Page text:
September 22, 2020

CLTC Report: “Security Implications of 5G Networks”

Categories: Publications
Cover image - Security Implications of 5G Networks
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A new report published by the Center for Long-Term Cybersecurity, “Security Implications of 5G Networks,” explores how the widespread adoption of fifth-generation (5G) cellular service will both bring potential improvements in security — and also expose new risks.

Authored by Jon Metzler, a lecturer at the Haas School of Business at UC Berkeley and founder of consulting firm Blue Field Strategies, the paper draws upon research and interviews conducted over a two-year period with support from a CLTC grant. The paper aims to help network operators — and their customers and partners — prepare for new risk vectors opened by 5G service, in terms of service models or network deployment models, at a critical moment in the development of 5G. “The long-lasting nature of network investments means that supplier selection decisions will have implications for decades,” Metzler writes.

Network operators around the world are rapidly expanding 5G service, and this new technology is expected to have significant advantages over prior generations, including increased speed, reduced latency (the time lag experienced by the user between a query and response), and the ability to “slice” wireless spectrum to support different applications. Yet 5G also has potential to introduce new security concerns by introducing greater diversity in suppliers, increased densification in network devices, and other factors.

The paper aims to help policymakers understand the economic and operational implications of 5G network deployment, including the switching costs of replacing suppliers and the site access needed to deploy robust, pervasive 5G networks; and to highlight security benefits of deploying both 5G RAN (which provides the wireless interface with customer devices and manages related radio resources) and core (which handles authentication, switching, interface with other networks, etc.)

As detailed in the executive summary, the paper highlights the following key points:

  • Networks persist. Network technologies, and suppliers, are used for decades once deployed. The switching costs that result from changing suppliers extend beyond capital investment. They also include re-training and changing operational practices. “Rip and replace” costs include these training and migration costs, and the transition itself may open security risks.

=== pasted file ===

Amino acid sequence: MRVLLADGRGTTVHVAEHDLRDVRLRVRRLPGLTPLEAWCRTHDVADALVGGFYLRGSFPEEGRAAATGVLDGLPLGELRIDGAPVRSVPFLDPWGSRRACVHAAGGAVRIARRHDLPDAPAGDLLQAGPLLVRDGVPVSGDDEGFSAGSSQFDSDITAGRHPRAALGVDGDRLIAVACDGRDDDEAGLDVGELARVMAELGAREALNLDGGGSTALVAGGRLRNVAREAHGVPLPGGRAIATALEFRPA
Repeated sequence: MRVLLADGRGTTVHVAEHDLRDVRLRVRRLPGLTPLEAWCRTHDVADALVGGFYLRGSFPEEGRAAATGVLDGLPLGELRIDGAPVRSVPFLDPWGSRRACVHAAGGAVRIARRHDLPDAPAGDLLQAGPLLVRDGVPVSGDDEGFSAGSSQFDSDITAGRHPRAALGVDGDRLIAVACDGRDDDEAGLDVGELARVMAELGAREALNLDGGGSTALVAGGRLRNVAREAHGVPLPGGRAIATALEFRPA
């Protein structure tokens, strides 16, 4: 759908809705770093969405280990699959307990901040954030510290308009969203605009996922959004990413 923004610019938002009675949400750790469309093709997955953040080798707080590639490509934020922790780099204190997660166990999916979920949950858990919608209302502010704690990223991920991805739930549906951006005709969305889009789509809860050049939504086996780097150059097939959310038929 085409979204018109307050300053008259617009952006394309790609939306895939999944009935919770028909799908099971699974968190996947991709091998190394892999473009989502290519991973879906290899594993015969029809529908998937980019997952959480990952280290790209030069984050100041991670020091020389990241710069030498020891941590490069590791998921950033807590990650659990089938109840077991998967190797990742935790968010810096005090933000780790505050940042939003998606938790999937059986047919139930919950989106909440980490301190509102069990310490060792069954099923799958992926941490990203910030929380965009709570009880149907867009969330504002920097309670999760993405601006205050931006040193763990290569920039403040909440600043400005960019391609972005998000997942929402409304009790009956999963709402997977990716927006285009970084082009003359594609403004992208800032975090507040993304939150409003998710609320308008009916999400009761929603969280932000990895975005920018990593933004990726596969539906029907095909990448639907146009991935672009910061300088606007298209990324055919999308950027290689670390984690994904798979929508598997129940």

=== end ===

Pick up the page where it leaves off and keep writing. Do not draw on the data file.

• 5G service will support a more diverse set of applications than traditional mobile service offered to consumers. This will add new value to 5G service as compared to prior generations. It will also raise the consequences of service outages. In this paper, this is referred to as “value at stake.”
  • More diverse applications may mean more heterogenous suppliers, including device and service partners outside of the traditional set of operator suppliers. While mitigating supplier dependencies (single points of failure), working with unfamiliar suppliers may open new risk vectors. This will require operators or their partners to be able to test and verify new device partners quickly to validate their security practices.
  • The three types of spectrum band (high-band or mm-wave; mid-band; and low-band) allocated to 5G have different implications for network topology. Mid-band and high-band service will necessitate significant densification of operator networks. This densification may open greater operational and physical access risks than do traditional cellular networks. Further, the increase of cell sites required with network densification will require robust network monitoring capability, and the ability to update and patch software on small cells and customer premise equipment.
  • 5G networks have at least three security benefits relative to prior generations: improved authentication; distributed core; and network slicing, dividing a single network into different “slices” while using the same wireless spectrum and physical network infrastructure. Realizing these benefits requires deploying both 5G RAN and 5G core. These benefits are compelling reasons for customers to investigate 5G-only service.

Based on the above, Metzler’s paper recommends that:

  • Operators, their partners, and their customers investigate the viability of 5G-only service;
  • Operators and their partners develop the ability to rapidly deploy software updates, including security patches, to small cells, customer premise equipment, and other connected devices;
  • Operators and their partners develop the ability to rapidly test and verify devices from new partners from outside of the traditional telecom ecosystem;
  • Policymakers act to facilitate rapid deployment of 5G networks, including implementing policies to facilitate cell site acquisition;
  • Policymakers recognize the role of global standards bodies; of rapid standards development; and the economic value of globally harmonized standards.

“For a variety of factors, such as spectrum holdings, there has been variance in how operators have gone to market with 5G service, especially when compared with prior generations,” Metzler explains. “While this variance is potentially frustrating for consumers and device makers, it is perhaps fortunate from a security perspective. Each new market allows operators to hone their craft and become more efficient with the next rollout. The market is still early in its development. It is the author’s hope that the recommendations in this paper can be of value to operators as they build out their 5G services.”

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